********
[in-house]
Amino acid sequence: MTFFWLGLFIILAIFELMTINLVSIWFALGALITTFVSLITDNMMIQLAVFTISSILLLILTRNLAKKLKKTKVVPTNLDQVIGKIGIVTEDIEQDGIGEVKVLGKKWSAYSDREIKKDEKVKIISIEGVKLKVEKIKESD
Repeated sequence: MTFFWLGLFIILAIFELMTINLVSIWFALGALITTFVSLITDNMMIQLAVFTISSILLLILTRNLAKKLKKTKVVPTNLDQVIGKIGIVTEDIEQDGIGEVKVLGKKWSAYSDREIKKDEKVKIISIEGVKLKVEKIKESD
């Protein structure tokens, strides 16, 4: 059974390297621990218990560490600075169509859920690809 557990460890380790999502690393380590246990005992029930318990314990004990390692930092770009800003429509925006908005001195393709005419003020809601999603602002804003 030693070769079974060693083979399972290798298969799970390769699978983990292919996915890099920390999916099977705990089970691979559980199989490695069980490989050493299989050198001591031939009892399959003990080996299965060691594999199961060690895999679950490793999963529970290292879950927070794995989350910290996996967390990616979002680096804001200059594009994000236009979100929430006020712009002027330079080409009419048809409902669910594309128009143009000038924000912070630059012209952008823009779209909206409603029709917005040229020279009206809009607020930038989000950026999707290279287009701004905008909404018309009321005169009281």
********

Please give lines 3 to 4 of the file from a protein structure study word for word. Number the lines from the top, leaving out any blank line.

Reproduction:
Repeated sequence: MTFFWLGLFIILAIFELMTINLVSIWFALGALITTFVSLITDNMMIQLAVFTISSILLLILTRNLAKKLKKTKVVPTNLDQVIGKIGIVTEDIEQDGIGEVKVLGKKWSAYSDREIKKDEKVKIISIEGVKLKVEKIKESD
């Protein structure tokens, strides 16, 4: 059974390297621990218990560490600075169509859920690809 557990460890380790999502690393380590246990005992029930318990314990004990390692930092770009800003429509925006908005001195393709005419003020809601999603602002804003 030693070769079974060693083979399972290798298969799970390769699978983990292919996915890099920390999916099977705990089970691979559980199989490695069980490989050493299989050198001591031939009892399959003990080996299965060691594999199961060690895999679950490793999963529970290292879950927070794995989350910290996996967390990616979002680096804001200059594009994000236009979100929430006020712009002027330079080409009419048809409902669910594309128009143009000038924000912070630059012209952008823009779209909206409603029709917005040229020279009206809009607020930038989000950026999707290279287009701004905008909404018309009321005169009281």